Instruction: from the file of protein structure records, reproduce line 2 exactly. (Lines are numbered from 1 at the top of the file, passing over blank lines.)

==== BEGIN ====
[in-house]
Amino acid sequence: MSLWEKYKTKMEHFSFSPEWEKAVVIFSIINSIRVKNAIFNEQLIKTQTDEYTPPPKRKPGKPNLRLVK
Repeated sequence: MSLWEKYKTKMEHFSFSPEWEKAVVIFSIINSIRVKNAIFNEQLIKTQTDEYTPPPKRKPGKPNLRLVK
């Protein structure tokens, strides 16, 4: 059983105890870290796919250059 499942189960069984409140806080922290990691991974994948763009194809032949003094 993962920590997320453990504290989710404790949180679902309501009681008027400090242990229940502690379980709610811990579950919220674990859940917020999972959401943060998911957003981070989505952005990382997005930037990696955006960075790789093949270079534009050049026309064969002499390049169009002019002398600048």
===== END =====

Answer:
Amino acid sequence: MSLWEKYKTKMEHFSFSPEWEKAVVIFSIINSIRVKNAIFNEQLIKTQTDEYTPPPKRKPGKPNLRLVK